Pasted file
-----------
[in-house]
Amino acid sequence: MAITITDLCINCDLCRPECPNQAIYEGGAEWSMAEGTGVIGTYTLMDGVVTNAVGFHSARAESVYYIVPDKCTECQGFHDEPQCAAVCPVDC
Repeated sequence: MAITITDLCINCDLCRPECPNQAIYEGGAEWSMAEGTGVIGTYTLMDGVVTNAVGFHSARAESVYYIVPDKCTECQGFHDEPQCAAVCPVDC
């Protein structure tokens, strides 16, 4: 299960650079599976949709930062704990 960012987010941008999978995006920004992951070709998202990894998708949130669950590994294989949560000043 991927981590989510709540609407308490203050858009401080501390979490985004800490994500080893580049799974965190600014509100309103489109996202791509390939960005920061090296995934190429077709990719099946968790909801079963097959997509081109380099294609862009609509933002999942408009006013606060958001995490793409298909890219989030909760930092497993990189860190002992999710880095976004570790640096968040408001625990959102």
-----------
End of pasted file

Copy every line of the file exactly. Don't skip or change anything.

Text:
[in-house]
Amino acid sequence: MAITITDLCINCDLCRPECPNQAIYEGGAEWSMAEGTGVIGTYTLMDGVVTNAVGFHSARAESVYYIVPDKCTECQGFHDEPQCAAVCPVDC
Repeated sequence: MAITITDLCINCDLCRPECPNQAIYEGGAEWSMAEGTGVIGTYTLMDGVVTNAVGFHSARAESVYYIVPDKCTECQGFHDEPQCAAVCPVDC
């Protein structure tokens, strides 16, 4: 299960650079599976949709930062704990 960012987010941008999978995006920004992951070709998202990894998708949130669950590994294989949560000043 991927981590989510709540609407308490203050858009401080501390979490985004800490994500080893580049799974965190600014509100309103489109996202791509390939960005920061090296995934190429077709990719099946968790909801079963097959997509081109380099294609862009609509933002999942408009006013606060958001995490793409298909890219989030909760930092497993990189860190002992999710880095976004570790640096968040408001625990959102």